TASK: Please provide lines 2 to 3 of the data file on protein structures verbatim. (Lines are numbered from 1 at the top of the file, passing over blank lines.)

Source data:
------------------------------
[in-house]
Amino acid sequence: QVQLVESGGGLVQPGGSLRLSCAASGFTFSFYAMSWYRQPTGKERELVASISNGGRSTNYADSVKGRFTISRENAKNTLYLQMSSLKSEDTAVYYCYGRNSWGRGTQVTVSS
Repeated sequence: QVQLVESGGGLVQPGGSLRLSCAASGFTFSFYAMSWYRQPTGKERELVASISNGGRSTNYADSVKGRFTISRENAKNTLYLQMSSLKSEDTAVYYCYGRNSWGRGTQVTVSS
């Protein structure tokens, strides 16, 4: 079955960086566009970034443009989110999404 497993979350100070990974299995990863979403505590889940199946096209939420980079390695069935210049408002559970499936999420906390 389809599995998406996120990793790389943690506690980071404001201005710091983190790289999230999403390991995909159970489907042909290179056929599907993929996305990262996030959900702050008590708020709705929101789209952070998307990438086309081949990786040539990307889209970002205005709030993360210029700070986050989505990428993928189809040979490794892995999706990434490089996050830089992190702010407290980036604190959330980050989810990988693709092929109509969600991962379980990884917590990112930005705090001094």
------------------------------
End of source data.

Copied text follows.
Amino acid sequence: QVQLVESGGGLVQPGGSLRLSCAASGFTFSFYAMSWYRQPTGKERELVASISNGGRSTNYADSVKGRFTISRENAKNTLYLQMSSLKSEDTAVYYCYGRNSWGRGTQVTVSS
Repeated sequence: QVQLVESGGGLVQPGGSLRLSCAASGFTFSFYAMSWYRQPTGKERELVASISNGGRSTNYADSVKGRFTISRENAKNTLYLQMSSLKSEDTAVYYCYGRNSWGRGTQVTVSS